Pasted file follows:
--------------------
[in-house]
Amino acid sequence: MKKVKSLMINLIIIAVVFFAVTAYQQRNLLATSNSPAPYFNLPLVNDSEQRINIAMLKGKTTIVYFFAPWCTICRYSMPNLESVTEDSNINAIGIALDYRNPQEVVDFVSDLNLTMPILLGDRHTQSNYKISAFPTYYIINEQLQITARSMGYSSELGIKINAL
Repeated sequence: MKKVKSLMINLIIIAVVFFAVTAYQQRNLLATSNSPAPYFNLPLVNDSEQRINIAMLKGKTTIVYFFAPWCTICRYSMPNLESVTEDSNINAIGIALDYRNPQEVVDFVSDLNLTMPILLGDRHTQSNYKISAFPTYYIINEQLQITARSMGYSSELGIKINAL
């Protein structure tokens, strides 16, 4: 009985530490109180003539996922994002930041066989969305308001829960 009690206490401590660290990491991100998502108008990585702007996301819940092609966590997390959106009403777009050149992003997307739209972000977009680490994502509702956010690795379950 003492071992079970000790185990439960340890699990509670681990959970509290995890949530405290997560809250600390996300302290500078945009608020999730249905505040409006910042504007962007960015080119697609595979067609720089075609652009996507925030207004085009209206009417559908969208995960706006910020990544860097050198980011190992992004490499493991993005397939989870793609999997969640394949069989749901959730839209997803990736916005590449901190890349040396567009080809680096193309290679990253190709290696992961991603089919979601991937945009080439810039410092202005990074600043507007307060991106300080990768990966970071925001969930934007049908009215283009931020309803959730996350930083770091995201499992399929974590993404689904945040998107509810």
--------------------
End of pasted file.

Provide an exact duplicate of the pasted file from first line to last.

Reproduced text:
[in-house]
Amino acid sequence: MKKVKSLMINLIIIAVVFFAVTAYQQRNLLATSNSPAPYFNLPLVNDSEQRINIAMLKGKTTIVYFFAPWCTICRYSMPNLESVTEDSNINAIGIALDYRNPQEVVDFVSDLNLTMPILLGDRHTQSNYKISAFPTYYIINEQLQITARSMGYSSELGIKINAL
Repeated sequence: MKKVKSLMINLIIIAVVFFAVTAYQQRNLLATSNSPAPYFNLPLVNDSEQRINIAMLKGKTTIVYFFAPWCTICRYSMPNLESVTEDSNINAIGIALDYRNPQEVVDFVSDLNLTMPILLGDRHTQSNYKISAFPTYYIINEQLQITARSMGYSSELGIKINAL
């Protein structure tokens, strides 16, 4: 009985530490109180003539996922994002930041066989969305308001829960 009690206490401590660290990491991100998502108008990585702007996301819940092609966590997390959106009403777009050149992003997307739209972000977009680490994502509702956010690795379950 003492071992079970000790185990439960340890699990509670681990959970509290995890949530405290997560809250600390996300302290500078945009608020999730249905505040409006910042504007962007960015080119697609595979067609720089075609652009996507925030207004085009209206009417559908969208995960706006910020990544860097050198980011190992992004490499493991993005397939989870793609999997969640394949069989749901959730839209997803990736916005590449901190890349040396567009080809680096193309290679990253190709290696992961991603089919979601991937945009080439810039410092202005990074600043507007307060991106300080990768990966970071925001969930934007049908009215283009931020309803959730996350930083770091995201499992399929974590993404689904945040998107509810």